A comparison of the UAE's main streaming platforms, from Netflix to Disney+

Disney's streaming service will launch in the Middle East in June

Disney+ might shake up the streaming industry in the UAE once it launches in the summer. Reuters
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The June 8 launch of Disney+ in the Middle East will bring another A-list streaming service to an already crowded marketplace, and seems certain to ensure the rapidly growing service, which reported a 37 per cent year-on-year growth in subscriber numbers in its year-end report for 2021, will continue to add viewers at an impressive rate.

With 129.8 million subscribers internationally at the close of last year (including its Asian Disney+ Hotstar offshoot), Disney still lags behind Netflix in terms of pure numbers — the grandaddy of the streaming services reported 221.84 million subscribers at the close of 2021 — but Netflix’s growth has been slowing in recent years, and it can only dream of Disney’s impressive ability to add new subscribers.

Of course, having only launched in the US and other selected markets in 2019, Disney hasn't yet had Netflix’s 15 years as a streaming service to reach peak viewers, and we can only expect its own growth to slow with time, but right now it’s the streaming service du jour, with new shows from the Star Wars and Marvel franchises driving new subscriptions, alongside originals such as The Mighty Ducks: Game Changers and a century of the parent company’s back catalogue.

It seems likely to keep adding viewers for the rest of 2022, with launches in a further 42 countries and 11 territories planned over the year.

With this in mind, we take a look at the key, English-language-focused competition Disney+ will face in the UAE when it enters in June.

Note that although all the streamers on our list feature primarily English content, they also offer a selection of international and local content, as well as subtitles or dubbing in several languages.

Netflix

The original streamer continues to be the world’s most popular thanks to global hits such as 2021’s Squid Game, reliable originals such as Stranger Things and Black Mirror, and collaborations with giants of the film and TV world such as Martin Scorsese (The Irishman) and Zack Snyder (Army of the Dead).

Netflix claims that “more than 125 million hours” of content are available at any time on its site.

The service started in the UAE in 2016, and prices begin at Dh29 a month.

Amazon Prime Video

Amazon’s streaming service is snapping at Netflix’s heels in the global subscriber stakes. The company announced in its April 2021 earnings report that it had topped 200 million paid subscribers. This is somewhat deceptive, however, as Prime Video membership is bundled in with a subscription to the Amazon Prime shopping service.

Rachel Brosnahan in a scene from 'The Marvelous Mrs Maisel'. Amazon Studios via AP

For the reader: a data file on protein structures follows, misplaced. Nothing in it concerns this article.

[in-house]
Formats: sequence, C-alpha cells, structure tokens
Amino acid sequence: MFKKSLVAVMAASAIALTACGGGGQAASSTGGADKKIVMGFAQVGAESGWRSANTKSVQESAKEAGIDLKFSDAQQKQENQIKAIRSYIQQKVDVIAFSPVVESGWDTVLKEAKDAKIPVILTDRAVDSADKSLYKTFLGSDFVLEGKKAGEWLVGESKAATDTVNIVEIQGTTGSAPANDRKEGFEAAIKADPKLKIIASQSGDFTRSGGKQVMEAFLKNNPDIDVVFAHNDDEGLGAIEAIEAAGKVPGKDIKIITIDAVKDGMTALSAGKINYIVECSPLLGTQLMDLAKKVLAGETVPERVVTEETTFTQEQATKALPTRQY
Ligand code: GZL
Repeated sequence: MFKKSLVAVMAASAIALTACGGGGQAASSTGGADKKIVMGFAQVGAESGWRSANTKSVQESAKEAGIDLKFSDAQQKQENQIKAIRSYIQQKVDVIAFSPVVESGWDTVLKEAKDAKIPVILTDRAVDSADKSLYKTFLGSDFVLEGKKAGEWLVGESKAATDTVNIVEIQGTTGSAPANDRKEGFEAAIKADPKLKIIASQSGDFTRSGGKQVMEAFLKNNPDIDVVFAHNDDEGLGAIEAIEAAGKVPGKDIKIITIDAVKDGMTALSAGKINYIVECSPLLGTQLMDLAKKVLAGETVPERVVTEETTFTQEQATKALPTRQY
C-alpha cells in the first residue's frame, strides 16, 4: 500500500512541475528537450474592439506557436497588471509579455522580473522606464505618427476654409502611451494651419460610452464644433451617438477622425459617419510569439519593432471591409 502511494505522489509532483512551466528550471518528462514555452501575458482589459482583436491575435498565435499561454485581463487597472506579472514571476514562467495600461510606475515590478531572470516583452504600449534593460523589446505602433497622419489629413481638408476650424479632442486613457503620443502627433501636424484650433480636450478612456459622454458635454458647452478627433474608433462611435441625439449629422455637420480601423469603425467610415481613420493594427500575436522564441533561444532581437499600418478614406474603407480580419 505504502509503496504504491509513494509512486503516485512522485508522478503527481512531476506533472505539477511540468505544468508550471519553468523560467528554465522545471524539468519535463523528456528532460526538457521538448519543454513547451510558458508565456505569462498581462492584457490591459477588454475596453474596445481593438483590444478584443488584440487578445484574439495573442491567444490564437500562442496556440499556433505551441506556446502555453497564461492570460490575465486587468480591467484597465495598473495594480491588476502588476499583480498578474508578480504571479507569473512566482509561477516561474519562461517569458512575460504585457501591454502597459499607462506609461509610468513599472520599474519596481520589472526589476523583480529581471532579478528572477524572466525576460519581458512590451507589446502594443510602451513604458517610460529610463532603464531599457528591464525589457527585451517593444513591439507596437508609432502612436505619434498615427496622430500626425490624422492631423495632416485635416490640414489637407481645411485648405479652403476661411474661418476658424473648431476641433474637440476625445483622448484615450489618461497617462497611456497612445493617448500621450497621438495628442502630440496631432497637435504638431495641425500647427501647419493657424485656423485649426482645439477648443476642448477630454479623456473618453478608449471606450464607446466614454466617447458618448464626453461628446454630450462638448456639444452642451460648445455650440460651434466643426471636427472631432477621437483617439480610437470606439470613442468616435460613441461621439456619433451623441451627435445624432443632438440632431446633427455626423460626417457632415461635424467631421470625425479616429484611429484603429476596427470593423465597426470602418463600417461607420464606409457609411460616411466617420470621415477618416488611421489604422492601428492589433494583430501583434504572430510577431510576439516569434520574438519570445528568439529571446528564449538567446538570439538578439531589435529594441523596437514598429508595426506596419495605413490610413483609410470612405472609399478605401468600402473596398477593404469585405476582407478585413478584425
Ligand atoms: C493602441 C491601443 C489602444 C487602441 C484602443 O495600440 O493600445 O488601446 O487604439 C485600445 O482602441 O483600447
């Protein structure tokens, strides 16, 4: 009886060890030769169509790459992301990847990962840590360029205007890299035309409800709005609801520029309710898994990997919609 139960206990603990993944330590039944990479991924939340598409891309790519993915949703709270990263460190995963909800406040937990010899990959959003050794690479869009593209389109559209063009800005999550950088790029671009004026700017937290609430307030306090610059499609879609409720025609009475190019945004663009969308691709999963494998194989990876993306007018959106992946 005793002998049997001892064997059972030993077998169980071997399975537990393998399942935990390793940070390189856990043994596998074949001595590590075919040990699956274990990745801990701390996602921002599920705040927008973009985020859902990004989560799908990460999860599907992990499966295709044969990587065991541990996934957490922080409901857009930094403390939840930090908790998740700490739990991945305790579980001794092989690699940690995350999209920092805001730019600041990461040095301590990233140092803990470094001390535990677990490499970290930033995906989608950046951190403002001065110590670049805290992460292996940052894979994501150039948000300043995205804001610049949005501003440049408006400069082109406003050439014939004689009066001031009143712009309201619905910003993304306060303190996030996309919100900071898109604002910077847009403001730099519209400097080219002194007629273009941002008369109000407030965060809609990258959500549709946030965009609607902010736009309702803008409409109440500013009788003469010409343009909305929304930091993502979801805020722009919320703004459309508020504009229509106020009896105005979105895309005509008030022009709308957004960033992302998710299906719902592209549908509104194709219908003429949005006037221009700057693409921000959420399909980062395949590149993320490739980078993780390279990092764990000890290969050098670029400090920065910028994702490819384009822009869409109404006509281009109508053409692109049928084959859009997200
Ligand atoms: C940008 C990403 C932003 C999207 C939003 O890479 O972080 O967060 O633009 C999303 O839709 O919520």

In the same 2021 earnings report, Amazon chief Jeff Bezos claimed that 175 million of those subscribers “have streamed shows and movies in the past year”. Favourites on the service include the postmodern superhero yarn The Boys and quirky comedy The Marvelous Mrs Maisel, while a healthy Bollywood selection also keeps viewers in the region glued to their screens.

Amazon Prime entered the UAE market in 2019 and costs Dh16 a month, or Dh140 a year.

Starzplay Arabia

Starzplay Arabia is something of a local success story, with just short of two million subscribers in the region at the end of 2021, a figure that only seems likely to have grown with the service’s move into live sports, including exclusive rights to the 2022 Fifa World Cup qualifiers and the Coppa Italia.

Starzplay also has a healthy commitment to local content, such as the forthcoming Image Nation Abu Dhabi co-production Urban Legends, alongside a sizeable, 10,000 hour-plus back catalogue of international favourites such as The Office and Big Bang Theory.

Starzplay launched in the UAE in 2014, and costs Dh40 a month.

OSN+

OSN’s streaming service gained its latest moniker, replacing OSN Streaming, in March, following incarnations as OSN Play, OSN Go and Wavo.

Thankfully, OSN+’s content updates more regularly than its name, including shows from HBO, NBC and Paramount such as Game of Thrones and Halo, alongside local content such as the soon-to-launch Arabic adaptation of Suits and OSN’s debut feature film The Yellow Bus.

OSN was also, until recently, the home of Disney streaming in the region through the Disney+ on OSN service. However Disney is now winding down contracts with third-party broadcasters in order to ramp up its own offering.

OSN+ costs Dh35 monthly.

Apple TV+

Apple TV+, it’s fair to say, doesn’t boast the same volume of content as some of its competitors, but what it lacks in quantity it seeks to make up for in quality.

From quirky comedy courtesy of the Jason Sudeikis-starring Ted Lasso to the Jennifer Aniston and Reese Witherspoon-fronted drama The Morning Show via M Night Shyamalan weirdness thanks to Servant, Apple TV+ is the living embodiment of good things in small packages.

It also just picked up the first Oscar for Best Picture for a streaming service for Coda.

Apple TV+ launched in the UAE in 2019 and costs Dh19.99 a month.

Updated: April 05, 2022, 3:21 PM